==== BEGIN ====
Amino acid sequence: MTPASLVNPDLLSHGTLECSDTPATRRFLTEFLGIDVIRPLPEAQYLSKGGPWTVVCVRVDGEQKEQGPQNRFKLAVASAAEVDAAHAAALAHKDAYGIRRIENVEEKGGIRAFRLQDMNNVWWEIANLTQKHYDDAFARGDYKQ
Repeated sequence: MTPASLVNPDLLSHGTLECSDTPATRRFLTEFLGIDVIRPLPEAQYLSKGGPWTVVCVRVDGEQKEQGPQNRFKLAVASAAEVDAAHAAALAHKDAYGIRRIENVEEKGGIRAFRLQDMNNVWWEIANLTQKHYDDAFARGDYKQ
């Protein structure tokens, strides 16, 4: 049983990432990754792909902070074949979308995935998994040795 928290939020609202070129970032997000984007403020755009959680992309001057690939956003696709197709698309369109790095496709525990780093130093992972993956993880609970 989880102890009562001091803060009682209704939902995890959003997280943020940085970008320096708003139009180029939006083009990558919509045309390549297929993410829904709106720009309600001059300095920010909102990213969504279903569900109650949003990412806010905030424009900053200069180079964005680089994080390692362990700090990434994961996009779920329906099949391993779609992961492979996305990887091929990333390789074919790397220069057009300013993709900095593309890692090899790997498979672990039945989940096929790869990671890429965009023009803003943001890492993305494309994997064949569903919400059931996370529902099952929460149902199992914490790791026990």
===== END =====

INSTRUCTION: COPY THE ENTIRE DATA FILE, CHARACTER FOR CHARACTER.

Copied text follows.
Amino acid sequence: MTPASLVNPDLLSHGTLECSDTPATRRFLTEFLGIDVIRPLPEAQYLSKGGPWTVVCVRVDGEQKEQGPQNRFKLAVASAAEVDAAHAAALAHKDAYGIRRIENVEEKGGIRAFRLQDMNNVWWEIANLTQKHYDDAFARGDYKQ
Repeated sequence: MTPASLVNPDLLSHGTLECSDTPATRRFLTEFLGIDVIRPLPEAQYLSKGGPWTVVCVRVDGEQKEQGPQNRFKLAVASAAEVDAAHAAALAHKDAYGIRRIENVEEKGGIRAFRLQDMNNVWWEIANLTQKHYDDAFARGDYKQ
């Protein structure tokens, strides 16, 4: 049983990432990754792909902070074949979308995935998994040795 928290939020609202070129970032997000984007403020755009959680992309001057690939956003696709197709698309369109790095496709525990780093130093992972993956993880609970 989880102890009562001091803060009682209704939902995890959003997280943020940085970008320096708003139009180029939006083009990558919509045309390549297929993410829904709106720009309600001059300095920010909102990213969504279903569900109650949003990412806010905030424009900053200069180079964005680089994080390692362990700090990434994961996009779920329906099949391993779609992961492979996305990887091929990333390789074919790397220069057009300013993709900095593309890692090899790997498979672990039945989940096929790869990671890429965009023009803003943001890492993305494309994997064949569903919400059931996370529902099952929460149902199992914490790791026990």